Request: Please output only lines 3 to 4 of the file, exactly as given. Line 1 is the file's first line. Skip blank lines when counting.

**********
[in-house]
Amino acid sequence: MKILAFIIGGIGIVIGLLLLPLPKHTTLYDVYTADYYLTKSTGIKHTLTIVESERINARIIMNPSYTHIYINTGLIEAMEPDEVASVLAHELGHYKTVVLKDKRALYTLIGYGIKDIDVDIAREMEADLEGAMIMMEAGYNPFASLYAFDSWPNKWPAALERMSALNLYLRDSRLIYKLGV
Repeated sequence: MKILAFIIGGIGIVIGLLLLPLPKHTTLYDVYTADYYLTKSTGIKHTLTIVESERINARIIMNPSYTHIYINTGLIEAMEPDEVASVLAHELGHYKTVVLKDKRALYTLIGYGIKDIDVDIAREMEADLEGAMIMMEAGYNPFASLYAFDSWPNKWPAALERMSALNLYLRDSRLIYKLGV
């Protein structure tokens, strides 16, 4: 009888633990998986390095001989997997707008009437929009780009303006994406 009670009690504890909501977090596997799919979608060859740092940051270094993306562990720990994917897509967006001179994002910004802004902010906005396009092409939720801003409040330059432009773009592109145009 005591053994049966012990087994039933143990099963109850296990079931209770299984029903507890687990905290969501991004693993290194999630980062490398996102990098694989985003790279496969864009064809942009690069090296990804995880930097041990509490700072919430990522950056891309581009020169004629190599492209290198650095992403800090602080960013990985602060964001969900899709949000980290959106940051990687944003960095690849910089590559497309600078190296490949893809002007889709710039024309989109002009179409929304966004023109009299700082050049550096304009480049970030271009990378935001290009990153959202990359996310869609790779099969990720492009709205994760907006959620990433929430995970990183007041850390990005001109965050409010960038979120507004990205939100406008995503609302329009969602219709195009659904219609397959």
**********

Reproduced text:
Repeated sequence: MKILAFIIGGIGIVIGLLLLPLPKHTTLYDVYTADYYLTKSTGIKHTLTIVESERINARIIMNPSYTHIYINTGLIEAMEPDEVASVLAHELGHYKTVVLKDKRALYTLIGYGIKDIDVDIAREMEADLEGAMIMMEAGYNPFASLYAFDSWPNKWPAALERMSALNLYLRDSRLIYKLGV
């Protein structure tokens, strides 16, 4: 009888633990998986390095001989997997707008009437929009780009303006994406 009670009690504890909501977090596997799919979608060859740092940051270094993306562990720990994917897509967006001179994002910004802004902010906005396009092409939720801003409040330059432009773009592109145009 005591053994049966012990087994039933143990099963109850296990079931209770299984029903507890687990905290969501991004693993290194999630980062490398996102990098694989985003790279496969864009064809942009690069090296990804995880930097041990509490700072919430990522950056891309581009020169004629190599492209290198650095992403800090602080960013990985602060964001969900899709949000980290959106940051990687944003960095690849910089590559497309600078190296490949893809002007889709710039024309989109002009179409929304966004023109009299700082050049550096304009480049970030271009990378935001290009990153959202990359996310869609790779099969990720492009709205994760907006959620990433929430995970990183007041850390990005001109965050409010960038979120507004990205939100406008995503609302329009969602219709195009659904219609397959």